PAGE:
The Block Auction

the block

The Block – the real winners and losers

Watching The Block last night, the end story was that “everyone was a winner”.

The renovators won, the buyers agents won and the TV station won with the ratings, despite paying out a television record $3,165,000 in prizes.

Huge prices were paid for all of the St Kilda townhouses, with the winners Darren and Deanne selling for $835,000 over the reserve price of $1,455,000, or 57% more than what the property was valued at prior to the auction.

Winning a property at auction is a great feeling for buyers, with emotions of triumph and relief. In the following days the reality of a mortgage usually sets in and sometimes with varying degrees of buyers remorse.

Paying a huge price for a property would be fine if property markets were on an endless trajectory upwards. With growth in Melbourne and Sydney over the past few years at continually stratospheric heights, it is hard to blame buyers for thinking that growth will be endless.

For those of us who have been in the property industry for a long time, we know that markets rise, fall and also at times remain steady. We have seen many winners make large capital profits, however we have also seen many losers who have paid too much for their properties at the high end of a boom cycle.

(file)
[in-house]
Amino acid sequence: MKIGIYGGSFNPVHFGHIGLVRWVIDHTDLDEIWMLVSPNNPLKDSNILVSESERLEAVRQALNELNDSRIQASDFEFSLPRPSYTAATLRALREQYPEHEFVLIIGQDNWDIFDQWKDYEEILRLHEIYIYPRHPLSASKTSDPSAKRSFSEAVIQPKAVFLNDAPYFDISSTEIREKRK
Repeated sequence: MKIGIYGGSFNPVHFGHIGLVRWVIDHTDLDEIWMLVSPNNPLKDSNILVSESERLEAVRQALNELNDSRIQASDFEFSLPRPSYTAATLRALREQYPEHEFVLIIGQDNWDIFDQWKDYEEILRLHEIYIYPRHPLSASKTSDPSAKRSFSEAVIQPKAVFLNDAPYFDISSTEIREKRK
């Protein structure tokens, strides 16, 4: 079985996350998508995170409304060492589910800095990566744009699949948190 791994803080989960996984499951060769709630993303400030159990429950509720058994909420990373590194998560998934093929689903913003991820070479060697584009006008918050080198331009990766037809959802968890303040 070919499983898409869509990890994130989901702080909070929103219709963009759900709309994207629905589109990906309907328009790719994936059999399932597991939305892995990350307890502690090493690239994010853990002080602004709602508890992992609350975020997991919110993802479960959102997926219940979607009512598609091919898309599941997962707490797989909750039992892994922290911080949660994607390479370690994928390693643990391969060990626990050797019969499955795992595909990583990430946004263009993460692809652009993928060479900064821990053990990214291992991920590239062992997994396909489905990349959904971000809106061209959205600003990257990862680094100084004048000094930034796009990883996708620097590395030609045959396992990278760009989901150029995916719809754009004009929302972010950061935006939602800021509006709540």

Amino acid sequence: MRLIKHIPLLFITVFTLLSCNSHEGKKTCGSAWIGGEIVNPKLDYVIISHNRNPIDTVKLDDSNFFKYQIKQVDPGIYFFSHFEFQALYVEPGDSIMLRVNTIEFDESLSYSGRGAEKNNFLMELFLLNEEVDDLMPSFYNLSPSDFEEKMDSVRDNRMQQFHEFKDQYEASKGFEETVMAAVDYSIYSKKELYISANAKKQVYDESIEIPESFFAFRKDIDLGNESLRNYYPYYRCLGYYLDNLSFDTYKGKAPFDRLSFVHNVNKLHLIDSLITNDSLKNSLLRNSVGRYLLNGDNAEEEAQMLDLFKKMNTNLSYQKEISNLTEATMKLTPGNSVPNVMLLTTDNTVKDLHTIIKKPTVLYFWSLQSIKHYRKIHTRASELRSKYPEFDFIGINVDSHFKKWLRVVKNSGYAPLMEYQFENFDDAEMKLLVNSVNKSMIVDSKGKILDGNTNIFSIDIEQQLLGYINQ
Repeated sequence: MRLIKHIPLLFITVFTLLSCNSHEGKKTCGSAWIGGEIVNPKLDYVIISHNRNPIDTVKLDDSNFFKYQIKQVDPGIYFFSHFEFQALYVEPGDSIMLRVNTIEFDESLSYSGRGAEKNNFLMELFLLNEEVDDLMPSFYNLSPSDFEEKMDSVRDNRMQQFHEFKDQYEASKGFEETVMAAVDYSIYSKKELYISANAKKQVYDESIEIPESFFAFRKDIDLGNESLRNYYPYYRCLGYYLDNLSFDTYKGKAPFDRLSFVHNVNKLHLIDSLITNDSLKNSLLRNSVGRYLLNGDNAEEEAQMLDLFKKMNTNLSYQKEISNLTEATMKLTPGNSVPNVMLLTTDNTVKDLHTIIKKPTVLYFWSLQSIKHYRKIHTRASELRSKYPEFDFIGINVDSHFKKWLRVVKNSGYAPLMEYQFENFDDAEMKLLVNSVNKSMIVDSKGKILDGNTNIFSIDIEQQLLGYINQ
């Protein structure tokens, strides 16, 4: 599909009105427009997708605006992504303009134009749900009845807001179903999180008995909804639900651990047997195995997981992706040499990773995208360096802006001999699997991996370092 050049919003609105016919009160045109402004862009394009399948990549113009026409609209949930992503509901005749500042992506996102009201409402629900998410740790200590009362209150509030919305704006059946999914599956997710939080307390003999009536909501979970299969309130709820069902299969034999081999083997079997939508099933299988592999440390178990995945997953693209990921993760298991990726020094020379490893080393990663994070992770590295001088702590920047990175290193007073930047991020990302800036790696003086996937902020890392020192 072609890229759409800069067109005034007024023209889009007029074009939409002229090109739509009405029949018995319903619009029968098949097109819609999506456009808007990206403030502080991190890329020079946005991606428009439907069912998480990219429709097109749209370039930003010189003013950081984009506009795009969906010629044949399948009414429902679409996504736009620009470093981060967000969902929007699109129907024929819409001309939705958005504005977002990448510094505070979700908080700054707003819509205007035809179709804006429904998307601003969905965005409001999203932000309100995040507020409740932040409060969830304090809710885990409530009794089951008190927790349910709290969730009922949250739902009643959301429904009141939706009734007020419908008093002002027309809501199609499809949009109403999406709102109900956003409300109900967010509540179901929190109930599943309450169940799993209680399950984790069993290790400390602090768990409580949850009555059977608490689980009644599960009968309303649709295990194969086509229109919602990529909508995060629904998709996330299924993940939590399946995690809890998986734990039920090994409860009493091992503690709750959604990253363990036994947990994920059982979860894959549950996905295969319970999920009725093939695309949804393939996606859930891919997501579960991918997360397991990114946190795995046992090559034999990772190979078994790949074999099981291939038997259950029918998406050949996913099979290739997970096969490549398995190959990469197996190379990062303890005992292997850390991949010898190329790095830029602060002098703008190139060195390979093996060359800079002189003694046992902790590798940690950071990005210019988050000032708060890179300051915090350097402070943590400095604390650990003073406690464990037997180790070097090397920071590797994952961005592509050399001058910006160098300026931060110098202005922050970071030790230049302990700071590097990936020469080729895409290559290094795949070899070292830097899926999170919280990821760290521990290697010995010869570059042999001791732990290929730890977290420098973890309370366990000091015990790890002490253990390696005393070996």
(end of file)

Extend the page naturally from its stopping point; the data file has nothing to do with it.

Paying a premium amount for a property is less of an issue if the buyer will have no mortgage, however most people purchasing property do have mortgages and in the current market many have been borrowing a large percentage of the property purchase price.

Which brings us back to the large prices paid for the units in The Block. Now that the cameras have moved out and the production crew and media circus have moved on to other entertainment, the buyers will be preparing for the reality of settlement and paying the remainder due.